The UK’s Education Secretary Gavin Williamson has urged British university bosses to help bring the country together rather than “cancelling national heroes” and “debating about statues.”
Speaking via video link at the Universities UK (UUK) annual conference on Thursday, Williamson warned university bosses against “driving our nation apart” with their “divisive agenda.”
“Too often some universities seem more interested in pursuing more divisive agenda, involving cancelling national heroes, debating about statues, anonymous reporting schemes for so-called micro-aggressions, and politicising their curricula,” he said.
These initiatives “do nothing but undermine public confidence, widen divisions, and damage the sector,” he told the conference.
The education secretary urged British universities to “help bring our nation together, instead of driving our nation apart.”
“Rather than manufacturing offences from the past, let us instead come together to tackle injustice and promote equality for students and staff today.”
According to the Center for the Study of Partisanship and Ideology (CSPI), a U.S. think tank, authoritarianism, political discrimination, and self-censorship are rife in British universities and have thrown academic freedom into a crisis of cancel culture.
The discrimination, mainly experienced by conservative academics, is mostly perpetrated by “a subgroup of illiberal far-left activist staff and students,” said CSPI in a report published in March.
Also addressing the UUK conference, the group’s incoming president Professor Steve West stressed his commitment to free speech on campus.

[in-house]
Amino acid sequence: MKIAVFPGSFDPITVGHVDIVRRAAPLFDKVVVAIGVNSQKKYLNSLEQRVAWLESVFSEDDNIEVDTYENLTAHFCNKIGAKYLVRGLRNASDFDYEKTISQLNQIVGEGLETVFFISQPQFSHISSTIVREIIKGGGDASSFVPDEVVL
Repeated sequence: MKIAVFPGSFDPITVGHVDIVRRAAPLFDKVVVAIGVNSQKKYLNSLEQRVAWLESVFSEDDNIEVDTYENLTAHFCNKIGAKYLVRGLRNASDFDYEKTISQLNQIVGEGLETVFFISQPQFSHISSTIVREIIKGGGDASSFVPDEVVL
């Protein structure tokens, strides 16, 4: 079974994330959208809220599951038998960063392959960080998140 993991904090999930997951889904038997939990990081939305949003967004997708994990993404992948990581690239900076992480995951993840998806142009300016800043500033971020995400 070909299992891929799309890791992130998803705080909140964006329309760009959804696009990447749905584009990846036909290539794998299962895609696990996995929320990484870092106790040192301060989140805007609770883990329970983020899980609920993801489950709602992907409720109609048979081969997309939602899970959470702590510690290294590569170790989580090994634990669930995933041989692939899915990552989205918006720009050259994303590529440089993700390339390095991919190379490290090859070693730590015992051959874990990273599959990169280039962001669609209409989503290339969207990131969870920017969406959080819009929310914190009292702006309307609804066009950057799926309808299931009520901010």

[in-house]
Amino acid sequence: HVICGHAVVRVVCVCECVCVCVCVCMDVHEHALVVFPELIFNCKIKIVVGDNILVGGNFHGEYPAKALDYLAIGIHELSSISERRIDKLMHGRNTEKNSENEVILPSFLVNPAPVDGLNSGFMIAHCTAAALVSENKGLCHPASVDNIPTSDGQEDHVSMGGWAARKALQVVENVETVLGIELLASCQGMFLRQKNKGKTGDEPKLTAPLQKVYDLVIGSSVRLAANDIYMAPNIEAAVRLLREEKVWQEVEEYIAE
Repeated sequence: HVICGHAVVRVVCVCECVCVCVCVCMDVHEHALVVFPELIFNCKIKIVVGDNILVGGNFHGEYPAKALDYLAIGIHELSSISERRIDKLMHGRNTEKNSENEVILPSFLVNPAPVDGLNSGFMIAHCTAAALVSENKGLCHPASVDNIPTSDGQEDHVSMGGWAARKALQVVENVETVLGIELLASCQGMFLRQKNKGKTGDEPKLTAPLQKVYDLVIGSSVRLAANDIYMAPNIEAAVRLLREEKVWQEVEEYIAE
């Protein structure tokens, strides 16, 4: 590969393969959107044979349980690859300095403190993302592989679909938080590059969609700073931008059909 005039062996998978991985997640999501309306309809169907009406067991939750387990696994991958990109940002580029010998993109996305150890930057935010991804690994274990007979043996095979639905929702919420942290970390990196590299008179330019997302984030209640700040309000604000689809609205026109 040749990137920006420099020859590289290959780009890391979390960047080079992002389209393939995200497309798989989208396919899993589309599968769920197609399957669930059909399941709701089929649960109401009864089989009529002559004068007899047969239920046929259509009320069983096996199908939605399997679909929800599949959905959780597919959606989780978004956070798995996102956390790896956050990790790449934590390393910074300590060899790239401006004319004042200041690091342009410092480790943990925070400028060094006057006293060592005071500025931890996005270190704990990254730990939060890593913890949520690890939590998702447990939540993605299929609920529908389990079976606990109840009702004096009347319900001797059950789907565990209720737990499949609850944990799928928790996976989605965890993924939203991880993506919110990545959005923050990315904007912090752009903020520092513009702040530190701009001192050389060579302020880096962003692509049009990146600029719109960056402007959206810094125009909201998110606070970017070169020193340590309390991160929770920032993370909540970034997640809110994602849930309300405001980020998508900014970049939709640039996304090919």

“The free exchange of ideas drives innovation, discovery, and social progress, provides students with a critical mindset, and ensures that universities continue to play a central role in national debates and wider society—even when it is uncomfortable for some,” he said.
In his speech, the education secretary also praised universities for their response to the CCP (Chinese Communist Party) virus pandemic and urged bosses to resume face-to-face teaching as much as possible.
“While the switch to online teaching was a necessary and vital way of keeping young people learning in as safe a way as possible, we have now moved on and students quite rightly expect that they can study in person alongside other students,” he said. “Imagine trying to make sense of the subtleties of interpreting Chekov for the stage or carrying out complex molecular biology techniques over Zoom.”
Williamson said he would not expect to see universities using online learning as a cost-cutting measure.
Mary Clark and PA contributed to this report.